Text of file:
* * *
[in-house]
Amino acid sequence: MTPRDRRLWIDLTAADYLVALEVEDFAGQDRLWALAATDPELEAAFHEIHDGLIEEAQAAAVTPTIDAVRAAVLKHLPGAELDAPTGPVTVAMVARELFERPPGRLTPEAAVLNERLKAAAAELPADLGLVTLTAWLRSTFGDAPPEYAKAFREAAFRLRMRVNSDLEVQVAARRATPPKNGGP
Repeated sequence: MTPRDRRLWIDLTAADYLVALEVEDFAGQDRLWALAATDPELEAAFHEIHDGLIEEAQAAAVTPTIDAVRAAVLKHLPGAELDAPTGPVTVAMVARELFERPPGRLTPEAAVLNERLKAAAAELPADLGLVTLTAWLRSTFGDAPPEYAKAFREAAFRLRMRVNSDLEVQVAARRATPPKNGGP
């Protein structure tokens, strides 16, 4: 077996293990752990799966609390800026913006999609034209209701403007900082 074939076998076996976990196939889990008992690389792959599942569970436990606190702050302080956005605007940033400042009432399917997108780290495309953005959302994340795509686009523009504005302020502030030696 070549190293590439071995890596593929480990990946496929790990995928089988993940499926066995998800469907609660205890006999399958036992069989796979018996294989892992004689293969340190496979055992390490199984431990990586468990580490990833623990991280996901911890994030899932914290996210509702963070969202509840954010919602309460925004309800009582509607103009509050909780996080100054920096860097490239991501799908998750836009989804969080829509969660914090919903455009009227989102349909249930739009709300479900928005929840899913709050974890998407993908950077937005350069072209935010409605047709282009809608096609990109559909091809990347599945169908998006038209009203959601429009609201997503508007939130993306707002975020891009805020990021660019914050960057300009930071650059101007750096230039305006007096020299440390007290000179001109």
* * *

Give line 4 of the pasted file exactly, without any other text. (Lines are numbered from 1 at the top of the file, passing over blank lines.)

């Protein structure tokens, strides 16, 4: 077996293990752990799966609390800026913006999609034209209701403007900082 074939076998076996976990196939889990008992690389792959599942569970436990606190702050302080956005605007940033400042009432399917997108780290495309953005959302994340795509686009523009504005302020502030030696 070549190293590439071995890596593929480990990946496929790990995928089988993940499926066995998800469907609660205890006999399958036992069989796979018996294989892992004689293969340190496979055992390490199984431990990586468990580490990833623990991280996901911890994030899932914290996210509702963070969202509840954010919602309460925004309800009582509607103009509050909780996080100054920096860097490239991501799908998750836009989804969080829509969660914090919903455009009227989102349909249930739009709300479900928005929840899913709050974890998407993908950077937005350069072209935010409605047709282009809608096609990109559909091809990347599945169908998006038209009203959601429009609201997503508007939130993306707002975020891009805020990021660019914050960057300009930071650059101007750096230039305006007096020299440390007290000179001109």